In investing, risk tolerance is a phrase used to describe how much an individual is willing to see their account fluctuate, due to the amount of exposure one has in the stock market.
As most people know, the stock market is unpredictable and has many ups and downs. Many people react to those ups and downs differently. Therefore, risk tolerance is unique to each person.
There is a sliding scale to risk tolerance. One can invest 100% in stocks/mutual funds/Exchange Traded Funds (ETFs), which is the most aggressive form of investing. Next, someone could invest their money in 100% bonds, which is the most conservative form of investing. And lastly, they could also do a moderate approach where there are some stocks and some bonds; this mix and matching could be somewhat aggressive or somewhat conservative, depending on the allocation between stocks, bonds, and held cash.
Conservative investing is for those who have the lowest risk tolerance possible. These are the people who are most reluctant to invest at all and would most likely choose to have their money in their mattress. Money is very emotional for this group, and seeing any drop in the original investment amount is a calamity.
Luckily, if you feel as though that is you, there are options out there.
When risk tolerance is non-existent, or no risk tolerance, then there are a couple of options. The first is an all-bond portfolio. A company, a municipality, a state, or even the federal government, will agree to pay you back your money plus some extra after a certain amount of time. This grows your account at a slow but reliable pace, although bonds do still fluctuate in value. The other way is to keep it invested in a money market account, such as the Schwab Money Market fund.
Money Markets are extremely safe investments; however, when something is safe, the investor loses out on higher potential annualized returns.
Middle of the road
Investing moderately is another tactic. Many people want some portions of their money safer, and other portions with the potential for higher annualized returns. The level at which people want that depends entirely on their risk tolerance.
We have numerous clients all over that sliding scale. When describing this allocation, we say things like 90/10, 50/50, 80/20, etc. The first number represents the percentage of held stock/mutual funds/ETFs in a portfolio, and the second number represents the number of held bonds/money market funds in a portfolio. When it comes to mixing and matching in a moderate portfolio, it is important to understand this concept.
For someone with a 90/10 portfolio, we would still generally consider their risk tolerance to be aggressive. As that first number goes to 80, 70, or even 60/40, that is more moderately aggressive, because there are more stocks than bonds. As soon as the number is even, a 50/50 portfolio, is perfectly moderate. As bonds take up more space than stocks in a portfolio, we go to moderately conservative, all the way back down to conservative.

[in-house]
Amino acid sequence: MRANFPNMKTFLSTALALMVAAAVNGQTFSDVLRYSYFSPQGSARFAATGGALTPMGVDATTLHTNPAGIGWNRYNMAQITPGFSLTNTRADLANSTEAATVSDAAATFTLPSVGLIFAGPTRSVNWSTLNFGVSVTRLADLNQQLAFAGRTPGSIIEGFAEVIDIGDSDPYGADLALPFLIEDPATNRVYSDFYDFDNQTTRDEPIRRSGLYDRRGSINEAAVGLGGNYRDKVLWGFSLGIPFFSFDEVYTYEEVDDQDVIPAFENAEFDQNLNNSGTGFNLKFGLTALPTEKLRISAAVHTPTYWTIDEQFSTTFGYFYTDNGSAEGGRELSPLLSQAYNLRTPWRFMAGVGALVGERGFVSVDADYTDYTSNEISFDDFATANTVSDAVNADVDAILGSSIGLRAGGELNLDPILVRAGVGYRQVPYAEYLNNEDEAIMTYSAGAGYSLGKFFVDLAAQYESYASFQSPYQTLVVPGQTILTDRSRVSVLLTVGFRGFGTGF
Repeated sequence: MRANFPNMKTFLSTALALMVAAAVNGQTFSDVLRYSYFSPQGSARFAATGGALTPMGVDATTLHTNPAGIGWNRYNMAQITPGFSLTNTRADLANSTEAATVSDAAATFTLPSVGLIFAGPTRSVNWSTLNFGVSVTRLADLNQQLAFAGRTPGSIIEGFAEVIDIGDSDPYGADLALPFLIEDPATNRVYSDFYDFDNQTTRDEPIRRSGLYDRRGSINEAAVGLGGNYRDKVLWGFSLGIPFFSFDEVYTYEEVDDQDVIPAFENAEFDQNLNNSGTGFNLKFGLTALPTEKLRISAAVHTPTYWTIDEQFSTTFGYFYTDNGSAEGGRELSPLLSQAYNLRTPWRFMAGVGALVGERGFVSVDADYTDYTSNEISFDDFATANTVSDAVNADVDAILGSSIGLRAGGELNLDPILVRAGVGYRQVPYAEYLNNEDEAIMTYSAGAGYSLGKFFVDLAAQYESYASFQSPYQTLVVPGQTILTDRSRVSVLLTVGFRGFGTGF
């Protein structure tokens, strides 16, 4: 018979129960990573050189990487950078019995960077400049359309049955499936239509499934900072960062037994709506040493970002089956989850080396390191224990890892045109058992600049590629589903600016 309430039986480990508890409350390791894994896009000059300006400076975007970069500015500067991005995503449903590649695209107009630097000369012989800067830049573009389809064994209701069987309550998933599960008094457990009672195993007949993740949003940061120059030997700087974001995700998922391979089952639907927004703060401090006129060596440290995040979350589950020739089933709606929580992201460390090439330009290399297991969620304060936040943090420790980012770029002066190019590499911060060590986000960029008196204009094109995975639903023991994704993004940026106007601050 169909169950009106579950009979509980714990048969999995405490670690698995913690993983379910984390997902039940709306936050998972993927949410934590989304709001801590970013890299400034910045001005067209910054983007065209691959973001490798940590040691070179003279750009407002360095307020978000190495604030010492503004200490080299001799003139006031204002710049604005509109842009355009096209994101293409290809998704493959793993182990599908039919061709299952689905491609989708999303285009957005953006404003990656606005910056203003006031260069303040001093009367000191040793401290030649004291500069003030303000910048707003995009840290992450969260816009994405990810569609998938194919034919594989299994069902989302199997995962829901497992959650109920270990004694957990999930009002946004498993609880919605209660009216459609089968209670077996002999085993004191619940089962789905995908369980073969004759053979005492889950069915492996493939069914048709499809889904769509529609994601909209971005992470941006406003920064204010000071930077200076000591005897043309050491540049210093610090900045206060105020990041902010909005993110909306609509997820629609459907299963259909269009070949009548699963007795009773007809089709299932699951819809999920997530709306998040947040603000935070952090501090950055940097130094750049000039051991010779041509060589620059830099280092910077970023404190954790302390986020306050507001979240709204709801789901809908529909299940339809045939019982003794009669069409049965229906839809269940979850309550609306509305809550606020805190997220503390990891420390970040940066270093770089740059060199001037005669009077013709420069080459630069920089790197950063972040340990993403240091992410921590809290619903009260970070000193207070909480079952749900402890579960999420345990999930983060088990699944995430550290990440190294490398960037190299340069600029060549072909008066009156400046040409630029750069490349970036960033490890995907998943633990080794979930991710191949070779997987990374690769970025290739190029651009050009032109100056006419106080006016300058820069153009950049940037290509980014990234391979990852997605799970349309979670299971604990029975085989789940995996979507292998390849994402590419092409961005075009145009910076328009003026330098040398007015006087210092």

Mixing and matching these allocations is a very popular practice in investing for a couple of reasons. First, it keeps a portion of your money safer and always potentially increasing. And secondly, it usually causes greater diversification in a portfolio.
Aggressive investing is a fantastic way to invest. This is for people who see the stock market as it is and understands it has ups and downs, and in the long run, are exposed to the highest potential annual returns than anyone else. The stock market since its inception has produced around 9-10% annualized returns on average.
For those with a high-risk tolerance, being in a heavily-weighted stock/mutual fund/ETF portfolio is the perfect thing. While invested, these people will see account drops of 25-35% in some years, while also reaping the benefits of riding that rollercoaster all the way back to the top with 25-35% gains in some years. Again, this isn’t typical, but as long as your risk appetite logically understands that this could happen, in the long run, an aggressive investor will always have higher returns in their portfolio. Again, the average return of a stock market portfolio is 9-10% each year compounded.
Having an advisor walking you through the emotion and logic of the stock market, and how your money could potentially be invested is a very important first step when determining your risk tolerance. Everyone is different, and there is something out there that meets your needs emotionally and logically.
The power of speaking with your advisor
As overwhelming as the stock market, timing, capital losses, and more can become, always feel free to use an advisor you know to just ask questions. It is our passion to help people understand these topics.
When it comes to the life work of our clients and prospects, no decision is ever taken lightly. No account value is disregarded because all concerns and questions hold such a heavy weight in a time like this.
We hope you’ve learned a great deal from this article, and more importantly, reduced some stress from your life today.
HOW RISK TOLERANCE AFFECTS YOUR FUTURE
December 8, 2022
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